Philip Davies MP presents 10 minute rule motion to allow females to inherit hereditary titles

Motion for leave to bring in a Bill (Standing Order No. 23)

Philip Davies

I beg to move,

That leave be given to bring in a Bill to make provision for the succession of female heirs to hereditary titles; and for connected purposes.

Mr Speaker, you will know that I often argue that the law should treat everyone equally, irrespective of their sex, and where that does not happen, I speak out. For example, I have spoken out to highlight where men are treated much more harshly in the criminal justice system, and about how badly women are treated by sharia councils. This Bill would deal with another area where women are treated unfairly for no reason other than that they are women. That is unacceptable and indefensible.

In 2013, male primogeniture was changed to absolute primogeniture in the Succession to the Crown Act 2013, following a report on the rules of royal succession prepared by the Political and Constitutional Reform Committee in 2011. The report also noted that women continued to be ineligible to succeed the majority of hereditary peers. My Bill would seek to extend the Succession to the Crown Act to include all hereditary titles through a straightforward piece of primary legislation consisting of just a few clauses. It would quite simply mean that daughters would be treated the same as sons for the purposes of succession. It seems to me to be a very natural step to take after amending the same principle for the royal family.

As a Conservative, I obviously resist change for change’s sake, but this amendment both should and could be made. Similarly, I was more than happy to see the ending of the centuries-old defence of marital coercion in criminal proceedings—a legal defence that had been available to married women only in one guise or another until recently.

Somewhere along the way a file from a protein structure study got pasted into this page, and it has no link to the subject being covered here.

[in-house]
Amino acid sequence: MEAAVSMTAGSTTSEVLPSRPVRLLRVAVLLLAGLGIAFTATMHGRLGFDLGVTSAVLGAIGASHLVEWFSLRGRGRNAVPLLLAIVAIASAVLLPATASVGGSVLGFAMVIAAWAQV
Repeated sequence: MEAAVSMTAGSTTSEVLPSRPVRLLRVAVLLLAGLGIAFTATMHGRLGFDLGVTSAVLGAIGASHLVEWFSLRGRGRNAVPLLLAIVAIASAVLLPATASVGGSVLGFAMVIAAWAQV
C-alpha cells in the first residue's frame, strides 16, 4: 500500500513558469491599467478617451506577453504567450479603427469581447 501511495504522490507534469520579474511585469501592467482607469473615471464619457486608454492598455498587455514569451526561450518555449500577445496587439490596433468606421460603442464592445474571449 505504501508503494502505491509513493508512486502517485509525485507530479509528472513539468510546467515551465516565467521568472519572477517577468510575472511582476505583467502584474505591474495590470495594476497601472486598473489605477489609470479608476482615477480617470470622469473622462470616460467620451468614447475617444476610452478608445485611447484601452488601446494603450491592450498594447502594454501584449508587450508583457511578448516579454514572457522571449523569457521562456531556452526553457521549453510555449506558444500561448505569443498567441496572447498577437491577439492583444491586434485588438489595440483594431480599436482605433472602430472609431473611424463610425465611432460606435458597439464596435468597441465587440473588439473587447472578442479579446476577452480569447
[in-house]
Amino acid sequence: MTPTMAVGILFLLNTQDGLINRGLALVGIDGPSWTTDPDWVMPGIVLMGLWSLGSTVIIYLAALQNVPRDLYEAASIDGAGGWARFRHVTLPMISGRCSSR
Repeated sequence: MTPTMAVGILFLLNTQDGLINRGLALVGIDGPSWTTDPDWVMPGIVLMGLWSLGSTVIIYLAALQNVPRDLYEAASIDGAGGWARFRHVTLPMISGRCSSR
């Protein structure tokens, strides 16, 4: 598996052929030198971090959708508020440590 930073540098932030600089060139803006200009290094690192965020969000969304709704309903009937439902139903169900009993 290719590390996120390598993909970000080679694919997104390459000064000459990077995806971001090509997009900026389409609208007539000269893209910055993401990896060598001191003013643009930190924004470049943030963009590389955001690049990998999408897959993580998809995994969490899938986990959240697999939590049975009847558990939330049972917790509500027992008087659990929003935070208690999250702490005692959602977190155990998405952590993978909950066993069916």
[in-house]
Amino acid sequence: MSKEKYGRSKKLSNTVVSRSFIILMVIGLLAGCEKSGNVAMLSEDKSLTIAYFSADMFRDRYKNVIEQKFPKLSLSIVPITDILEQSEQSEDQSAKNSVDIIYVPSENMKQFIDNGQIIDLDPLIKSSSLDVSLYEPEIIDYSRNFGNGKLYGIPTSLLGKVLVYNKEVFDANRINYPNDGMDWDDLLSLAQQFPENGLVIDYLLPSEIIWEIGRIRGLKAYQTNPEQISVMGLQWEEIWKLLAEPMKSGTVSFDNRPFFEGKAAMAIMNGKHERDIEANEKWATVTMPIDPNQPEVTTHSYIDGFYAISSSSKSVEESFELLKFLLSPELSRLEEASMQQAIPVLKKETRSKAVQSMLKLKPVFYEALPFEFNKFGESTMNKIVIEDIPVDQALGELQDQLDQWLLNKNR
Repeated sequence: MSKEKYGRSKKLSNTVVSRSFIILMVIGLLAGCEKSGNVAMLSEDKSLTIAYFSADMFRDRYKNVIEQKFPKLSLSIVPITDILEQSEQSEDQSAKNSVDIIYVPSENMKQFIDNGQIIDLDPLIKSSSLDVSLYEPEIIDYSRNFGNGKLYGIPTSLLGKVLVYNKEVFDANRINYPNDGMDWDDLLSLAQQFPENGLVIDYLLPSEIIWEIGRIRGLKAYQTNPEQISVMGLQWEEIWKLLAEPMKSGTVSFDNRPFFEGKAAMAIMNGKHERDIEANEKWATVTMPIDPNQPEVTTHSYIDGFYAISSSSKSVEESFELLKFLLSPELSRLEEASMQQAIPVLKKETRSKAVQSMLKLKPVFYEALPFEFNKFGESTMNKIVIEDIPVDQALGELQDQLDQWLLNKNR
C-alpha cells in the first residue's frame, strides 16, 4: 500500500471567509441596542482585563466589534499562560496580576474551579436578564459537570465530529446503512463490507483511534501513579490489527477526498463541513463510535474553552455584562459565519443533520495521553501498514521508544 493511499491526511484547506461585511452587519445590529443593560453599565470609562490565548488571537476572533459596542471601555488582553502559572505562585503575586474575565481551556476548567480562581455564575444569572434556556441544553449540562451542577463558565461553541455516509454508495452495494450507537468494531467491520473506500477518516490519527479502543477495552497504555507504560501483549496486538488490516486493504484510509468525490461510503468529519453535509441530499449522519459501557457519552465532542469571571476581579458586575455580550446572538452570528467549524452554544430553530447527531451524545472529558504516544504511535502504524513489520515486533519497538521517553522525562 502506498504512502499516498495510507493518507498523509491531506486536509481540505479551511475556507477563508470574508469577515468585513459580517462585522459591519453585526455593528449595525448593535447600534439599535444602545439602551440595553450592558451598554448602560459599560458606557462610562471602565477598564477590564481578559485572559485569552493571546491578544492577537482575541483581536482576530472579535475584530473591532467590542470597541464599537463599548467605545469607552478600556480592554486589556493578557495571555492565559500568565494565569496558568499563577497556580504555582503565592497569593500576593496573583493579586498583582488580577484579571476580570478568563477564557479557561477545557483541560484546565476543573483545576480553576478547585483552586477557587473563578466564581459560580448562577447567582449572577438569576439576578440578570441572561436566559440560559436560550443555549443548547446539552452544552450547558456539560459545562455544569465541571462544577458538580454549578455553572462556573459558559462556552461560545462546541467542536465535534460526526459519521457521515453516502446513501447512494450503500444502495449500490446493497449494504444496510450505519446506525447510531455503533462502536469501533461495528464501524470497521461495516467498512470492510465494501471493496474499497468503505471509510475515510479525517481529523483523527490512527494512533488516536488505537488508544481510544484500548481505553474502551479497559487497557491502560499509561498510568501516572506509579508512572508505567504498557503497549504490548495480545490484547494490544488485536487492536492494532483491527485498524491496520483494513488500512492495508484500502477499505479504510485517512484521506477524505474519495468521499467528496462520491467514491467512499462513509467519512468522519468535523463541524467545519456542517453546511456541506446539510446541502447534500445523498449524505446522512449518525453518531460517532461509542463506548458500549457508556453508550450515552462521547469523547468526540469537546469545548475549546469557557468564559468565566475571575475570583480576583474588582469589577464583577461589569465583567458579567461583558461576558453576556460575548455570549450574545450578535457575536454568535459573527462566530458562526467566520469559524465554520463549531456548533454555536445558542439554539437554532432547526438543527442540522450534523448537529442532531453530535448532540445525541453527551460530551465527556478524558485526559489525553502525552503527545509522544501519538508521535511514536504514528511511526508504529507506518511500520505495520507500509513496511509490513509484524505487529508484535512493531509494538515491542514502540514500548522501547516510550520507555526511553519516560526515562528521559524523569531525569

As drafted, the Bill would not apply immediately where there is already a son due to inherit a title, and it would certainly not be retrospective. If there is currently a son in line for succession, that would remain the case.

I want to take the opportunity to thank Charlotte Carew Pole of Daughters’ Rights, who is the Public Gallery today, and Sir David Beamish, the former Clerk of the Parliaments, for their help in bringing this matter to its present state. They should both be commended for the immensely important roles they have played and the time they have spent putting together this legislation.

This modest change would obviously not affect huge swathes of people. According to Debrett’s peerage reports, there are at present 803 hereditary peers, including 24 dukes, 34 marquesses, 191 earls, 115 viscounts, 426 barons, and four countesses and nine baronesses in their own right. They could all potentially be one of the 92 hereditary peers, or on the register to stand as a hereditary peer in a by-election to the House of Lords. I understand that the register of peers for the election ​currently has 210 peers on it, only one of whom is female—Baroness Dacre. As this demonstrates, it is already possible to be a female hereditary peer, but clearly, because of the current system, it is not as routine as for males and clearly not as fair. The eldest of the four female descendants of the Earl of Balfour, Lady Willa Franks, commented in an article last year that she had had a very tongue-in-cheek suggestion from her father that she could consider a sex change to overcome primogeniture. I should add that the article went on to say that this was clearly a very light-hearted comment from the earl.

I accept that this is not the most important issue facing the country, but that is no reason not to put right this particular unfairness. Some people might look at this as a game of numbers—this change is needed to get more female hereditary peers into the House of Lords—but I want to be clear that this is definitely not where I am coming from. I refute the notion that any institution should have a particular number of men or women in the pursuit of what I believe to be unrepresentative representation by tick-box. I have often said that I could not care less if the House of Commons, for example, was 100% female. As long as people are here based on fairness and real equality of opportunity, their sex should be irrelevant; it should be their views and their contribution that count. That is arguably in the same vein as the change I am proposing today. As long as people fairly inherit titles regardless of their sex, I could not care less how many men and women it affects—that is not relevant to me at all; it is what they do with that title that should be of primary interest.

The Bill is not about men versus women, but about true equality between men and women, and I therefore commend it to the House.